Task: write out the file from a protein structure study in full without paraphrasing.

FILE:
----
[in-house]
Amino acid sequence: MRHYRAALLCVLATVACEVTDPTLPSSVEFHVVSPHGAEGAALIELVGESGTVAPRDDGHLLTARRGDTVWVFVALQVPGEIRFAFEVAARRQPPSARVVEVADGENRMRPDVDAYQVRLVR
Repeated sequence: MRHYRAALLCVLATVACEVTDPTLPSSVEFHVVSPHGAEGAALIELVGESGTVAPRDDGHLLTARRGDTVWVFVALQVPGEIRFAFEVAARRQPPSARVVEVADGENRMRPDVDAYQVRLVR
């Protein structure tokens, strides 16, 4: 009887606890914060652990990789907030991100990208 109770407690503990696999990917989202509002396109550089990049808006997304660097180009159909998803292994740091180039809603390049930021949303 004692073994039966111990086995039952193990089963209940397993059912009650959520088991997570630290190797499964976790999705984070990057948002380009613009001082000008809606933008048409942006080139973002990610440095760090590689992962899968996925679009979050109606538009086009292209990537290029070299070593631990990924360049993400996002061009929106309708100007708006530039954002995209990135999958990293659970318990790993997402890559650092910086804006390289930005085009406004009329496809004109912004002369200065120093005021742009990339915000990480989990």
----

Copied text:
[in-house]
Amino acid sequence: MRHYRAALLCVLATVACEVTDPTLPSSVEFHVVSPHGAEGAALIELVGESGTVAPRDDGHLLTARRGDTVWVFVALQVPGEIRFAFEVAARRQPPSARVVEVADGENRMRPDVDAYQVRLVR
Repeated sequence: MRHYRAALLCVLATVACEVTDPTLPSSVEFHVVSPHGAEGAALIELVGESGTVAPRDDGHLLTARRGDTVWVFVALQVPGEIRFAFEVAARRQPPSARVVEVADGENRMRPDVDAYQVRLVR
């Protein structure tokens, strides 16, 4: 009887606890914060652990990789907030991100990208 109770407690503990696999990917989202509002396109550089990049808006997304660097180009159909998803292994740091180039809603390049930021949303 004692073994039966111990086995039952193990089963209940397993059912009650959520088991997570630290190797499964976790999705984070990057948002380009613009001082000008809606933008048409942006080139973002990610440095760090590689992962899968996925679009979050109606538009086009292209990537290029070299070593631990990924360049993400996002061009929106309708100007708006530039954002995209990135999958990293659970318990790993997402890559650092910086804006390289930005085009406004009329496809004109912004002369200065120093005021742009990339915000990480989990």